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That is why fewer people die from the coronavirus

In the spring, when the COVID-19 pandemic ravaged the Northeast, thousands died every day across the country. However, while the virus is still raging – with the US even experiencing record high levels of infection, averaging seven days – one thing has become clear: not so many people are infected as a result. Read on to understand why, and to ensure your health and the health of others, don’t miss them Sure signs that you already have a coronavirus.

Why do fewer people die from coronavirus?

According to a New York Times report, survival rates ̵

1; even in those with serious infections – have improved. For example, a hospital system in New York had a 30 percent mortality rate in March. By June, it had dropped to three percent. Another hospital in England experienced 40% mortality at the end of March, falling to 20% at the end of June.

Although the virus itself has changed slowly, scientists do not believe it has become either “less virulent or more virulent.” They also point out that older people are more careful and now hospitalized patients tend to be younger and healthier adults. For example, at the end of August, the average patient with COVID-19 was under 40 years of age.

As to why mortality seems to have plummeted, researchers at NYU Langone Health recently conducted a study to find out. They analyzed the results of 5,000 patients hospitalized from March to August, finding that improved survival had more in common than just a younger pool of patients.

While a combination of factors attributed to lower mortality – which fell to 7.6 percent in August from 25.6 percent in March – one of the main ones was that COVID-19 was initially a misunderstood virus and over time healthcare workers they began to understand and were better able to manage and heal him. Community awareness is probably another factor, as people seek treatment sooner rather than later. Finally, hospitals are not as lubricated as they used to be, so they are better equipped to treat people.

“We don’t have a magic bullet cure, but we have very, very small things coming together,” said Dr. Leora Horwitz, director of the Center for Health Innovation and Supply Science in New York. New York Times. “We better understand when people should be on ventilators and when they shouldn’t, and what complications to watch out for, such as blood clots and kidney failure.”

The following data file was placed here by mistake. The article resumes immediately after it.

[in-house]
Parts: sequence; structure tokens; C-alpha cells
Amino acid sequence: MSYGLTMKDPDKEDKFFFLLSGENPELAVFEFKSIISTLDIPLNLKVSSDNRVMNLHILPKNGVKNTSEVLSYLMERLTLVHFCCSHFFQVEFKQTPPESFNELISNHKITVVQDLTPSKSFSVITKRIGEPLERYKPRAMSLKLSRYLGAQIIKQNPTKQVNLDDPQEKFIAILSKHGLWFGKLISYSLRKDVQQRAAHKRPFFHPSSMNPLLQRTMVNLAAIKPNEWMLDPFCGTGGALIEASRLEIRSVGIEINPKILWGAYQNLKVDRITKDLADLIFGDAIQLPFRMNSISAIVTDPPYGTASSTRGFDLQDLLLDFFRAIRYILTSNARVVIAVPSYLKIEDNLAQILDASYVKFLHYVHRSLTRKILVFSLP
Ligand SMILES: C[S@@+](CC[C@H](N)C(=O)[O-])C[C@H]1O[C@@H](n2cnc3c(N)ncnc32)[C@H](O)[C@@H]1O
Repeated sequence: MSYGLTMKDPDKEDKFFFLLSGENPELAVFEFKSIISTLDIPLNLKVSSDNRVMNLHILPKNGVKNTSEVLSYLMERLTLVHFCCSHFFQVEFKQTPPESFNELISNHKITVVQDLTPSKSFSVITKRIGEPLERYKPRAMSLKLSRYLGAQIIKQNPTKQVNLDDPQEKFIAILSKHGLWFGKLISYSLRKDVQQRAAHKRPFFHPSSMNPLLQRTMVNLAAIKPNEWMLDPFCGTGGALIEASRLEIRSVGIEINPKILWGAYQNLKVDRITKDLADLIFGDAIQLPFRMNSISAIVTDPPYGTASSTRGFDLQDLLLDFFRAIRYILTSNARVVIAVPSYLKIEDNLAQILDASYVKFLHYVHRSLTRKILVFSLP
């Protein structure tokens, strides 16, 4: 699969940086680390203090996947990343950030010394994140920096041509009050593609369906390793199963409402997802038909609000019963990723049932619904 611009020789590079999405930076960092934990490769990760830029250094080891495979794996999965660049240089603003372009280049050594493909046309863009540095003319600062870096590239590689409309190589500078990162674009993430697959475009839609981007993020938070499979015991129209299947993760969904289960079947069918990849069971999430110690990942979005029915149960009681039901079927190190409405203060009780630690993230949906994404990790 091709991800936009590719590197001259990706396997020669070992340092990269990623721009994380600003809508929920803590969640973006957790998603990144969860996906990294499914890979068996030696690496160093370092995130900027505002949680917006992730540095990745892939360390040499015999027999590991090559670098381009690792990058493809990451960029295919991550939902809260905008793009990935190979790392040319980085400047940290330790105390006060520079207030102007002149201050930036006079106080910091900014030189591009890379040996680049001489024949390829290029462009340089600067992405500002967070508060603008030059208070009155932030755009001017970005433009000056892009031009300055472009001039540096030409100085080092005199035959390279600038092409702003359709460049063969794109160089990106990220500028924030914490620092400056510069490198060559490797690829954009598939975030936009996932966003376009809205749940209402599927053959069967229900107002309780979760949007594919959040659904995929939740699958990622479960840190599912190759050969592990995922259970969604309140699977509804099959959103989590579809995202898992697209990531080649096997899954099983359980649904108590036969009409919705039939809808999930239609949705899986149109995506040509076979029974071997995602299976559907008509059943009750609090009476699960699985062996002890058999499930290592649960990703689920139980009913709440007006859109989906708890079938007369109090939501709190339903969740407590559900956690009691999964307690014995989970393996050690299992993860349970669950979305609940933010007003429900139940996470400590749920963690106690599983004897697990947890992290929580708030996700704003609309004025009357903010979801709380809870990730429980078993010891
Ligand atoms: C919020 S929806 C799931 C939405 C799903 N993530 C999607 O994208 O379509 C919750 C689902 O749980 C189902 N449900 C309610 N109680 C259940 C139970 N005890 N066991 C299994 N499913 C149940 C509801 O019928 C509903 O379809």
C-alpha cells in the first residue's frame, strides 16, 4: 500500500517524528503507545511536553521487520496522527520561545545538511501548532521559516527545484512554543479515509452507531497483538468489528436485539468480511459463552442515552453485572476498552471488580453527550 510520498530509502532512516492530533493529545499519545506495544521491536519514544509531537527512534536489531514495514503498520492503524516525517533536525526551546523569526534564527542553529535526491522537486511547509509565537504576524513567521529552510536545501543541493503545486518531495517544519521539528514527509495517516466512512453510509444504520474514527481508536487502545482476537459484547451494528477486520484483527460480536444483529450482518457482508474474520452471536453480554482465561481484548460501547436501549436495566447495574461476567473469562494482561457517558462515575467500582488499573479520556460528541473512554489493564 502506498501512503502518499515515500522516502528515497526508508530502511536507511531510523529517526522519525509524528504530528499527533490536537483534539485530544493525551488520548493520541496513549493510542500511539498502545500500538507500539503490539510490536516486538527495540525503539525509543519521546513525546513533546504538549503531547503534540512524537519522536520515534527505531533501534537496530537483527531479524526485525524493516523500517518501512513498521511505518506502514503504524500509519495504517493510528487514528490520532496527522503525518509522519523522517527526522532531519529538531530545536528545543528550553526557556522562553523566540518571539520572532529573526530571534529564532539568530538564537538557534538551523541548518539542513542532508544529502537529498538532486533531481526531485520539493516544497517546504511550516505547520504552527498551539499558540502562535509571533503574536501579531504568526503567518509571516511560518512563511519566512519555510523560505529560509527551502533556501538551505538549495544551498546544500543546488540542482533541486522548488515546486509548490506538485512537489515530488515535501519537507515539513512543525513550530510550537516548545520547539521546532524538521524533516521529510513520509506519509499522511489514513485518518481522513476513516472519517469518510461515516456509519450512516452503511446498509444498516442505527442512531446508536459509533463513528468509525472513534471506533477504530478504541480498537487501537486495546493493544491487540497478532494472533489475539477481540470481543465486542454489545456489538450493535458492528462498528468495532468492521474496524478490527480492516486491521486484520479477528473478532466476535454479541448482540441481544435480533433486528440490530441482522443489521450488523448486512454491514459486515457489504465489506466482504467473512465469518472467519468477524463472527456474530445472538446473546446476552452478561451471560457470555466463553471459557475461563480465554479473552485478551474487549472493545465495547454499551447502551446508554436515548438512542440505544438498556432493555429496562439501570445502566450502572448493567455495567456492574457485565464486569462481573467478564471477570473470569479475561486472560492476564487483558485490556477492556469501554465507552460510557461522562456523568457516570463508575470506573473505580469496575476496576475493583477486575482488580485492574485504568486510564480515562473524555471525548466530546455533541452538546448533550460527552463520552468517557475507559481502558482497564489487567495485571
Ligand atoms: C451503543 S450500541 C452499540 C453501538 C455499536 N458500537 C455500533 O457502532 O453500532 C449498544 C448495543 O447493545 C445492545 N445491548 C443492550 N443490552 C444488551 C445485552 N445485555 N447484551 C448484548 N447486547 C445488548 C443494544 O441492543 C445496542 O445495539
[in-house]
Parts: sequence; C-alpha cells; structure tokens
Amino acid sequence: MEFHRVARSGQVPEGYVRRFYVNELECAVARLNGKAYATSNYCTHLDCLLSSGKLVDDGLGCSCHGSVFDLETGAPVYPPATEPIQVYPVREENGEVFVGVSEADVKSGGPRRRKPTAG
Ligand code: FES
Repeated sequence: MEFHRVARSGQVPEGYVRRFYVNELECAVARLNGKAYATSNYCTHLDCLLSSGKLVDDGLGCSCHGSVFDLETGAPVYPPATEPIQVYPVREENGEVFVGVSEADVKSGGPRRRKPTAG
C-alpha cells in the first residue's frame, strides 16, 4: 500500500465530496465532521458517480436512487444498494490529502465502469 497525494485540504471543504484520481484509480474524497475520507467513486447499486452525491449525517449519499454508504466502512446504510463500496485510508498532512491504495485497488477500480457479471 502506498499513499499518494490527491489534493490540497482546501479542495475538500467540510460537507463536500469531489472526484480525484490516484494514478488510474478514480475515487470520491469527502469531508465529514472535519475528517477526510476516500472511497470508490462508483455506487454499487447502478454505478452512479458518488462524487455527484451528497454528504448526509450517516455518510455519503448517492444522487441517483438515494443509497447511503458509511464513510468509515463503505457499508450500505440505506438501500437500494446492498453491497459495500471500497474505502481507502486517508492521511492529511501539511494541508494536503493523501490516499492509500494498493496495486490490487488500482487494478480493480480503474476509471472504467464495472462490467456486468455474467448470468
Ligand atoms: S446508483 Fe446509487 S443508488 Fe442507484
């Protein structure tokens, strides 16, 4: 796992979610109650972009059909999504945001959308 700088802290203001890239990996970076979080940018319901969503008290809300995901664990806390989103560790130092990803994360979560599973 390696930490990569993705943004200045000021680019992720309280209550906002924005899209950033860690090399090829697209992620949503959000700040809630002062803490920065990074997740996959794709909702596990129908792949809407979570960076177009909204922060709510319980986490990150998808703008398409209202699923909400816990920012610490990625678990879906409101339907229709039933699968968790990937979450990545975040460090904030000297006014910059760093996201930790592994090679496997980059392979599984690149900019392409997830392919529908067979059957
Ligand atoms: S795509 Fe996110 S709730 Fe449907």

While mortality has decreased, the number of infections is increasing and hospitalizations are increasing – increasing by more than 40 percent in the last month alone. Health experts are concerned that this could negatively affect mortality.

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Dr. Fauci warns that “all the pain” awaits us

Dr. Anthony Fauci, the country’s leading expert on infectious diseases, expressed this concern during an interview with Shepard Smith of CNBC on Wednesday night.

“If things do not change, if they continue on the path we are on, there will be a lot of pain in this country in terms of additional cases and hospitalizations and deaths,” he said. “We are on a very difficult trajectory. We are going in the wrong direction. We are averaging 70,000 cases a week. We went up to 83,000 last Friday. And if you look at the map, there are a lot of cases in countries going in the wrong direction. If this continues, we will be in a much worse condition in a month than we are today. ”

He also pointed out that some parts of the country will be more prone to devastation due to their health systems.

“There are certain regions in the country that will have an even bigger problem, because there are some places in Hartland and then in the Northwest that have never had this type of hospital and resuscitation and flexibility as some of the bigger hospitals in the most “Bigger cities like New York, Chicago, New Orleans, Philadelphia and others,” he said. “So the concern is that if you talk to the people I’ve done who are in these regions of the country, they’re concerned that if the trajectory continues, they may be in a position to be attached to things like intensive care beds. treatment. “

“The data is strong. This is also reflected in the fact that if you look at the map of the country where you have a rise in cases, we also have rises in hospitalizations. So the cases are real. They are not just the result of testing.”

As always, Fauci reminds us that our best protection is to stick to the basics – wearing your face mask, “distancing one person from six feet or more, avoiding crowds in public places, doing things outdoors, much more than indoors and washing hands often – if you look across the country, it’s not done the same way,” he said. he. And to get through this pandemic in the healthiest way, don’t miss them 35 places you are most likely to catch COVID.

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